We will be discussing one Seventh Circuit case and one Federal Circuit case during our weekly SoCal IP Institute meeting on Monday, April 30, 2012. Brief synopses are presented below.
Fail-Safe, LLC. v. A.O. Smith Corp., Case No. 11-1354 (7th Cir. Mar. 29, 2012) (attached).
Fail-Safe manufactures anti-entrapment devices for pool drains. A.O. Smith manufactures motors for pool and spa pumps. The two companies entered into a project to develop a pump motor for pool suction entrapment prevention technology. No formal agreement was signed, nor did the parties discuss confidentiality. Eventually, the relationship fell apart and later A.O. Smith introduced two pump motors that Fail-Safe claims incorporated its trade secrets.
A trade secret is any information that gives a business a competitive advantage over others who do not know that information. In order to claim that such information has been wrongfully used or disclosed, the owner must be able to show that it took reasonable steps to protect its secrecy.
The appeals court found that since the plaintiff, Fail-Safe, failed to take reasonable steps to protect its information, that information was not protected as a trade secret, and further, since the material conveyed to A.O. Smith was without any intellectual property protection or contractual agreement for confidentiality, A.O. Smith could not profit unjustly from the use of that voluntarily disclosed information. The court looked at the following facts: 1) the plaintiff never mentioned confidentiality in its oral or written communications with the defendant; 2) the plaintiff did not require defendant to sign a confidentiality agreement, even though defendant had plaintiff sign a one-way confidentiality agreement, and despite the fact that plaintiff had used confidentiality agreements in the past; and 3) plaintiff did not designate as confidential any information provided.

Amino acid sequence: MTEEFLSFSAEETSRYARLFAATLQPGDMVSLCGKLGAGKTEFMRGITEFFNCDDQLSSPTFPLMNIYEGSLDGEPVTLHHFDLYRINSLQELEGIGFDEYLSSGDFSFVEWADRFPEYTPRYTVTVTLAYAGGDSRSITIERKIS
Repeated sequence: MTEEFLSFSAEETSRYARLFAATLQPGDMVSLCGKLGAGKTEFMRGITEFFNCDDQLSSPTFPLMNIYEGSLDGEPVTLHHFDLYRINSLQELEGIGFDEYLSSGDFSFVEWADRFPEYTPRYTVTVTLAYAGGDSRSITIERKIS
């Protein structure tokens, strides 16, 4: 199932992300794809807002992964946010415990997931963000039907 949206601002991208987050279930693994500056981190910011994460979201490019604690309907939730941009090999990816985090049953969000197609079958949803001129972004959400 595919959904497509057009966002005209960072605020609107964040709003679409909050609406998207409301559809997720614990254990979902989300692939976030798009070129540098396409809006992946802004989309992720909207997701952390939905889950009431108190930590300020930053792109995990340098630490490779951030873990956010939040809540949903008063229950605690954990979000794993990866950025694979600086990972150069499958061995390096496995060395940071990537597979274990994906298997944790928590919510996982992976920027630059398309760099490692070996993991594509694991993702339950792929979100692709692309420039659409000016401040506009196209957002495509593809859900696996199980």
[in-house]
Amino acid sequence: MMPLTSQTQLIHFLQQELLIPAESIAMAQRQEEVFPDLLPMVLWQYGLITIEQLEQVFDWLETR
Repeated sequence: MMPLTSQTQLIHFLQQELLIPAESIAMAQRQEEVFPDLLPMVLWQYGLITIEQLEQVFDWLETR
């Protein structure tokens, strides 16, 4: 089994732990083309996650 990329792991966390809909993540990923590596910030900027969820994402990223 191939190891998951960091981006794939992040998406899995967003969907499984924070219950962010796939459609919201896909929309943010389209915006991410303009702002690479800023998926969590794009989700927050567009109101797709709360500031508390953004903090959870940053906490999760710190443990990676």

Fail-Safe was decided under Wisconsin state law, but the principles are broadly applicable. Like California, Wisconsin has adopted the Uniform Trade Secret Act, and adheres to the same fundamental concepts with respect to the protection of trade secrets.
Bayer Schering Pharma v. Lupin, Case No. 2011-1143 (Fed. Cir. April 16, 2012) (attached).
The Hatch-Waxman Act makes it an act of infringement to file an abbreviated new drug application (ANDA) for a drug or for a use of the drug that is claimed in a patent. That “artificial” act of infringement creates jurisdiction for a court to entertain an action by the patentee against the ANDA applicant.
When an applicant files an ANDA seeking FDA permission to market a generic drug, it is required to address each patent that relates to that drug. One way that the ANDA application can address the patent is to include a statement, known as a “section viii statement,” that the applicant is not seeking approval for the method of use that is claimed in the patent. The ANDA applicant must include a proposed label that removes or “carves out” the claimed method of use. The FDA will approve an ANDA with a section viii statement only if (1) there is no overlap between the proposed label submitted by the ANDA applicant and the claimed use, and (2) removing the information about the claimed method of use from the label does not render the drug less safe or effective.
In consolidated patent infringement actions brought by pharmaceutical manufacturer Bayer against defendants who filed ANDAs with the FDA to market generic versions of the Bayer’s contraception drug Yasmin, the district court’s judgments of noninfringement were affirmed, where: 1) the defendants’ ANDAs sought approval to market the generic form of the drug solely for contraceptive use, and there was no valid patent on the use of the drug for that purpose alone; 2) the FDA-approved label for the generic drug did not indicate to physicians that the generic drug was safe and effective for the claimed use, so the defendants could not be held liable for infringement of the patent.
The Court stated that Bayer failed to persuade the Court that the FDA had approved the generic for the claimed use or that the generic was otherwise inducing physicians to prescribe for the claimed use:
“[T]he fact that certain of the effects of a drug are described in the Clinical Pharmacology section of the label does not mean that the FDA has approved the use of the drug to produce those effects; it only ensures that physicians are aware of the full range of the drug’s pharmacological effects (especially those that might be considered adverse effects) when prescribing the drug for a purpose set forth in the Indications and Usage section and under the conditions described in other parts of the label.”
All are invited to join us in our discussion during the SoCal IP Institute meeting on Monday, April 30, 2012 at Noon in our Westlake Village office. This activity is approved for 1 hour of MCLE credit. If you will be joining us, please RSVP to Elisha Manzur by 9 am Monday morning.